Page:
Hunger and Cravings

If you follow our blog or DAMY Health at all you know that we’ve been using intermittent fasting for awhile and our members have had great success with it in combination with our DAMY Lean program.

Fasting and low calorie diets in general always present challenges. It is how we overcome them that makes us successful and allows us to consistently keep weight off.

Making intermittent fasting easier and more efficient for people requires us to help members manage their hunger. In this post we give a few ideas to help you along your journey.

On your weight loss journey you do not need to feel hungry all the time. Try some of the tips below to make the process easier.

Why am I so hungry? My cravings are out of control.

Is it that you want more or that you desire different foods? Sugar or fat? Salt or simply an abundance? Do you need crunch to feel satisfied for today?

Answering these questions is essential as it allows you to become more connected to your hunger signals. Just to keeps things simple here are a few basic mechanisms for why you think you are hungry:

  1. Leptin resistance: your brain is not recognising the hormone that says “I’m full” because you are inflamed, eating too quickly or some other mechanism. Fat cells release lots of this hormone. The signal just isn’t picked up.
  2. Blood sugar swings: if you eat lots of sugar/carbs you will have a blood sugar spike followed by an insulin spike. The act of insulin driving your blood sugar back down quickly is known to cause cravings.
  3. Hormone imbalance: estrogen dominance is associated with cravings during the days leading up to menses.
  4. Metabolic set point adjustments: your body tends to want to consume the amount of calories required to maintain your current weight.
  5. Insomnia/fatigue: when you don’t sleep well your brain thinks it needs more calories for energy.
  6. Intense exercise: did you burn lots of calories? Expect some hunger.

When you think about the above examples what resonates with you?

Trying to treat the cause is most important, even in hunger. Is it lack of sleep? Easy solution, and so on.

In general we have a few tips that could be helpful in each of these examples. Give them a try and see what helps.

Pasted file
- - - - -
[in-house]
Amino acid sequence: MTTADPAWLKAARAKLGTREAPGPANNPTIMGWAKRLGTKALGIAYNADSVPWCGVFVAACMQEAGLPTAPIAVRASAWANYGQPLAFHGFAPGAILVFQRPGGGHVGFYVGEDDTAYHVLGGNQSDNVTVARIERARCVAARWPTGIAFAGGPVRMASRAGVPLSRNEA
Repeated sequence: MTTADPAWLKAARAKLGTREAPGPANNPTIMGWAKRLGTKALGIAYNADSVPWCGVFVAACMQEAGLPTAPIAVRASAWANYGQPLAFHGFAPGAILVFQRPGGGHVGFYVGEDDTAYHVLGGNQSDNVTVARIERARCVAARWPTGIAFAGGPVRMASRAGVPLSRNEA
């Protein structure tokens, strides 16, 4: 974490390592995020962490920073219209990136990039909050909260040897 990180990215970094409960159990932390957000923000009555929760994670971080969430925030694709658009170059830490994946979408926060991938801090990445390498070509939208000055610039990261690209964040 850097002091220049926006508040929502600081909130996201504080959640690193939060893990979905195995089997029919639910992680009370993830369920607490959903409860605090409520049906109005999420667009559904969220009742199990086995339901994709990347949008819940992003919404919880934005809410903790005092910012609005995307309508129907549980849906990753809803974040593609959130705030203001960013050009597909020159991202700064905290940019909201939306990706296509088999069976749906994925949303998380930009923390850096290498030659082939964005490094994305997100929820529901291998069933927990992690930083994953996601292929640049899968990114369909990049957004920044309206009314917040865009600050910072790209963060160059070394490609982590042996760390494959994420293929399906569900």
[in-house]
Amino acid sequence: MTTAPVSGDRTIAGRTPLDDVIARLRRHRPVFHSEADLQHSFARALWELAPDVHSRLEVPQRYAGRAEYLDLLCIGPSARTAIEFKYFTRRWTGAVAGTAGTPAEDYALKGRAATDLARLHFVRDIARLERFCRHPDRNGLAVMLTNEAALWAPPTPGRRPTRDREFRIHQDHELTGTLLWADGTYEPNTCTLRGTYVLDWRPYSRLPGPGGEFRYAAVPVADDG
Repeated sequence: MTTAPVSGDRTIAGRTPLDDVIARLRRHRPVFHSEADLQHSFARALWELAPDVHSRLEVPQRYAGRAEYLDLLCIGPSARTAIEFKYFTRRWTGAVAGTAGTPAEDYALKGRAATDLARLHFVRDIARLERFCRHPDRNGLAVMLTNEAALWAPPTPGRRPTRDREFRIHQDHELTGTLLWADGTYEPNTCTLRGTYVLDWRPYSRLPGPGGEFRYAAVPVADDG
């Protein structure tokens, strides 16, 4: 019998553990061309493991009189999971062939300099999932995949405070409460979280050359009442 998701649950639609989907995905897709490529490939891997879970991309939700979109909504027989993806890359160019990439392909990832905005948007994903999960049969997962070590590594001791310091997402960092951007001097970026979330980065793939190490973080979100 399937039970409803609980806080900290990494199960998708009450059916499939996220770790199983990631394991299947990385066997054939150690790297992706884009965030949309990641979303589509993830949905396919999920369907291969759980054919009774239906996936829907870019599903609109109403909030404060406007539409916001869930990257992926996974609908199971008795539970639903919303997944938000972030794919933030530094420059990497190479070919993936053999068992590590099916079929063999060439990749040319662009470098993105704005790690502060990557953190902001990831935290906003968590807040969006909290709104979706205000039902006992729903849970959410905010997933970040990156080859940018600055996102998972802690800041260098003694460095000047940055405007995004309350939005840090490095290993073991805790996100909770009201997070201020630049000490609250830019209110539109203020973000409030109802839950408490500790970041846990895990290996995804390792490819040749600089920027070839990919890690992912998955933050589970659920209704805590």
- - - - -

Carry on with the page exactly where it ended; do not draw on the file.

Tips to Reduce Hunger and Cravings

This process is trial and error. Don’t stress about it. Try to stay in tune with your hunger signals and don’t judge yourself. Use these tools to stick to your program. The more disciplined you are the more success you will have.

Adjust your meal times

This is what I like to try first with many people. I am the type of person who needs to eat breakfast, have a small lunch and a larger dinner. If I go the other way (ie. large breakfast) my hunger is out of control.

If you feel hungry at certain times check in with what your pattern for the day was. Did you have a large breakfast and small dinner or the other way around? Did you have too many carbs at lunch?

Some people feel more satisfied for longer when they have high protein breakfasts. They feel full and do not want to eat all day. That works for them. It might be a good fit for you but the only way to know is to try.

If you have night time cravings (before bed) I would recommend considering developing a patter of having higher calories earlier in the day. This could mean mid-afternoon but it might be morning depending on the situation. Having a healthy, slow digesting, nutrient rich food earlier in the day might make the nights easier for you.

Refocus your mind 

You have weight to lose. You do not have to give in to the hunger (this does not apply if you are on insulin – consult your doctor).

You might want to consider mental distraction. This can take many forms. Taking your mind off the cravings can be very powerful for many and we all really should develop some ability to do this.